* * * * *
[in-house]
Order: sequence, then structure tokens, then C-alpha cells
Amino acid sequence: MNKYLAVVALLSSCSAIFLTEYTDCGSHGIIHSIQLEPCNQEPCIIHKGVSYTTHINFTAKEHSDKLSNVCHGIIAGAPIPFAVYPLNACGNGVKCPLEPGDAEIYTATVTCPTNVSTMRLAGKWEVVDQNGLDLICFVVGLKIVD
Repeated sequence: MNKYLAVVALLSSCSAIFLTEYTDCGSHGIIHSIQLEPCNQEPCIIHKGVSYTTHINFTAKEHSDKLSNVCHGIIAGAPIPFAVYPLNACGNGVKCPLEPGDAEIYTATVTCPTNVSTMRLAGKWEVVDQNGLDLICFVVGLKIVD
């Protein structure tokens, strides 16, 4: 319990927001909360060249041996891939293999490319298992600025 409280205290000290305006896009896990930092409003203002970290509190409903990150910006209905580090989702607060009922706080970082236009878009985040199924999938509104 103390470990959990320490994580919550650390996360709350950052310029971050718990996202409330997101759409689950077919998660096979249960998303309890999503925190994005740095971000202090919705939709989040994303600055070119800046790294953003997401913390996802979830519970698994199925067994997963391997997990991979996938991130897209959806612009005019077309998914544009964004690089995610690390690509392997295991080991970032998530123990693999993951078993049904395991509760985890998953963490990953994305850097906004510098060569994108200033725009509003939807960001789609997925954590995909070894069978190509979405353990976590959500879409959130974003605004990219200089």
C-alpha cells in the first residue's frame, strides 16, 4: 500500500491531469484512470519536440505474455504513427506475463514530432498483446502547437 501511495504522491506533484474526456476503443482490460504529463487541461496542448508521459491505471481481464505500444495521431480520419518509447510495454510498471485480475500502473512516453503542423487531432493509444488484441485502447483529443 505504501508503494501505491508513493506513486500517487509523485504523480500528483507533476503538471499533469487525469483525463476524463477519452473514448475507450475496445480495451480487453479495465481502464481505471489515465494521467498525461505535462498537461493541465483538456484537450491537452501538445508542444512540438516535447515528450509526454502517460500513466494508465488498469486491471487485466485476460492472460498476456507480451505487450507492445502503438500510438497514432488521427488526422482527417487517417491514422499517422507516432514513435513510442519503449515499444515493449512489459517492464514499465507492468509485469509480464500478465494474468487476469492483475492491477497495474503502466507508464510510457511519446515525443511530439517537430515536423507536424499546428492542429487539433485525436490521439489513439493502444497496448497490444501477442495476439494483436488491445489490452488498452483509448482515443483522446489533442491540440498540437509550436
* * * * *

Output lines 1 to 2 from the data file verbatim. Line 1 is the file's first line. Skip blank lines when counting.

[in-house]
Order: sequence, then structure tokens, then C-alpha cells